Robert Khuzami, the director of the SEC's Division of Enforcement, has suggested in public statements that the government is not interested in prosecuting bottles of wine being provided to government officials. While it is helpful to know that the government agrees that certain gratuities are de minimis and, therefore, do not violate the law, questions remain as to where the line will be drawn. What about, for instance, a "rare" bottle of wine? What about a case of wine? As many attorneys who participate in trainings overseas know well, company employees often have detailed and specific questions about what limits are and are not appropriate when engaging in standard business activities involving government officials. To date, our guidance to clients on this subject involves creating a reasonable program that permits modest activities related directly to the business. We also frequently discuss with clients a prudent approach, such as that part of the program should involve an approval process for expenses for government officials that mandates advance approval of the expenses by competent persons who understand the FCPA and requires complete documentation of the expenses incurred so that such expenses can be audited to ensure compliance.
The new guidance will be greatly enhanced if it provides specific details that will help companies understand what they can and cannot do, and does not simply focus on broad provisions that fail to clarify the wide gap between the opinion releases and settled cases. While the government is cautious about condoning certain behavior through guidance for fear that the guidance will be misapplied and wrongful conduct will be shielded, the failure to give specific guidance will continue the current situation where companies either must severely curtail common business courtesies or run the risk that those employees on the ground will misapply more permissive standards.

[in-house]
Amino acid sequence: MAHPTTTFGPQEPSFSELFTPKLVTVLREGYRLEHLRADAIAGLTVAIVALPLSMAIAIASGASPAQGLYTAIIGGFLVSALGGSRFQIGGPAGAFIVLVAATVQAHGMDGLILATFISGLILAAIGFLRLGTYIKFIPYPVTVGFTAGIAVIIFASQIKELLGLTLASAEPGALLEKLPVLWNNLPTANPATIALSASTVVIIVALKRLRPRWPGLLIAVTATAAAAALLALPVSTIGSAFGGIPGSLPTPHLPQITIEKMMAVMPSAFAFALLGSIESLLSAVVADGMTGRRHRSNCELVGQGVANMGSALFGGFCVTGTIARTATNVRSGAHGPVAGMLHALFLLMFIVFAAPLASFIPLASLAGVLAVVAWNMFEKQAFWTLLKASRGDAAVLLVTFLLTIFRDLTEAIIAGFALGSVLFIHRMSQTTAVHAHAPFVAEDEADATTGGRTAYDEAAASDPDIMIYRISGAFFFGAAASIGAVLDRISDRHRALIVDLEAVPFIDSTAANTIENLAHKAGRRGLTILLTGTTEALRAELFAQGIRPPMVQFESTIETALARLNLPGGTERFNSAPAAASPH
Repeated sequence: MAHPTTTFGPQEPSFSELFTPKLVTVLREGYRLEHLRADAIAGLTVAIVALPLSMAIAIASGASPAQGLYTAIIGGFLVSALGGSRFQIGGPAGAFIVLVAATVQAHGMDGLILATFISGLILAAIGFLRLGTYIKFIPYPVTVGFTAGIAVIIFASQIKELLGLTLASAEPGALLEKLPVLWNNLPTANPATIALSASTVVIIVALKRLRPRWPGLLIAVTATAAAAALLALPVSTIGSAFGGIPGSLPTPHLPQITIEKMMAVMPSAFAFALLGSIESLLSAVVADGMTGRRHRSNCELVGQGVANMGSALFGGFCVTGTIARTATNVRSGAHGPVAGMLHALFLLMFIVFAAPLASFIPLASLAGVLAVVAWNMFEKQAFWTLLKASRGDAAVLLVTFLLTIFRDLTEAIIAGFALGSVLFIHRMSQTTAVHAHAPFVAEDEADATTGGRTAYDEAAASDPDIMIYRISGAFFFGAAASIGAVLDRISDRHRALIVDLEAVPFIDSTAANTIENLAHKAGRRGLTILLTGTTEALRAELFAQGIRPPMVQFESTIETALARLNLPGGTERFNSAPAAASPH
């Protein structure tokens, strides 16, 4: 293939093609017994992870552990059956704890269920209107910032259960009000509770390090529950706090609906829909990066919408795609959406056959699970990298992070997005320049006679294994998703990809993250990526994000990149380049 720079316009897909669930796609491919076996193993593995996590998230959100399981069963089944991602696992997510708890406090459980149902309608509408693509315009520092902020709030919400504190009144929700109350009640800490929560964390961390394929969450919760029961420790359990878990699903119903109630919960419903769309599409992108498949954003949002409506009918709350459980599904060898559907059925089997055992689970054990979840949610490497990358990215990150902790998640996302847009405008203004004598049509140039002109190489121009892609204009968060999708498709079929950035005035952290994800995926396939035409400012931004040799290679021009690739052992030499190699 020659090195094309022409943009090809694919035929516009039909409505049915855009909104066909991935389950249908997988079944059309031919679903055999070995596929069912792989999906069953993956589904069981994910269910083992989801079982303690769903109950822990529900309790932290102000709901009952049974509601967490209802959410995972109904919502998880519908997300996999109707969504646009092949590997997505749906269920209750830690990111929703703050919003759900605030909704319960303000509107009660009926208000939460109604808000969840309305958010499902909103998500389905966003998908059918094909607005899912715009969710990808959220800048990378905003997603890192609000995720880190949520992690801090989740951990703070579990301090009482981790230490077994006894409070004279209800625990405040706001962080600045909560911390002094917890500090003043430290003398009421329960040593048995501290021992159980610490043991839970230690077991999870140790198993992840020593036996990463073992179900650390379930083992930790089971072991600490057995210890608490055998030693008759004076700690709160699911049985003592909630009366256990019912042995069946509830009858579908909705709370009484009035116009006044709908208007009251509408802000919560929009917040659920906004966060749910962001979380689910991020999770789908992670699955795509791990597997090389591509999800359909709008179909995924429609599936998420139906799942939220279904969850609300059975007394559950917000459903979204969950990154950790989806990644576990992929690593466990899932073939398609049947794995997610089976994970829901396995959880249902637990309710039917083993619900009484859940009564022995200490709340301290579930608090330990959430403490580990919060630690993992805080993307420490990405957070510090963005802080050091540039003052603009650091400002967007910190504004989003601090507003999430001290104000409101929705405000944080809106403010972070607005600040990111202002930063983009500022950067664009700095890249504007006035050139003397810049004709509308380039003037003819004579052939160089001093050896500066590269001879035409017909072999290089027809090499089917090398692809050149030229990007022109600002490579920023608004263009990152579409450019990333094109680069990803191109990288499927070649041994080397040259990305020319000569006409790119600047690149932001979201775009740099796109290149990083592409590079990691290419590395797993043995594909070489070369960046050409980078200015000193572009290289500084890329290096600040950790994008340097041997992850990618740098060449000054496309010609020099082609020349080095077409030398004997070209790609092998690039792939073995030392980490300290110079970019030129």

Similar to travel and entertainment, many U.S. companies around the world face regular questions from international employees about gift giving pursuant to local customs or holidays. Company policies that are so rigid that they prohibit a local custom of de minimis gift giving, and in so doing offend their business partners who expect this cultural display of respect and goodwill, frustrate employees in a well-meaning but misguided effort to comply with the FCPA. Although these types of small gifts do not begin to approach bribery, due to the lack of clarity on when the government views a small, token gift to be a bribe, some companies have prohibited all gifts to government officials no matter how small.
When the DOJ and SEC release their guidance, to be useful, they must address, at the very least, the bounds of acceptable behavior related to de minimis gift giving around holidays and customs such as Diwali in India, the Chinese New Year, funerals and weddings in Korea, and other similar circumstances that involve some level of gift giving that is not at all a bribe.
Acquisition Due Diligence
The Halliburton case is often cited as an example of the pitfalls in performing inadequate due diligence and failing to respond to red flags indicating FCPA issues in international deal making. While good pre-acquisition due diligence is a necessity in today's business environment, there is great fear that companies will be held liable for the pre-acquisition conduct of acquired companies. There is also a fear that the U.S. government expects the acquiring company to reveal and disclose any and all pre-acquisition conduct that might be relevant before proceeding with a deal.
We are interested in hearing from the DOJ and the SEC regarding the appropriate steps that should be taken by companies in the acquisition context. It would be particularly useful for confirmation that the fact that a robust compliance program was in place immediately after acquisition will be deemed sufficient to address concerns identified prior to the deal.
Cooperation and Self Reporting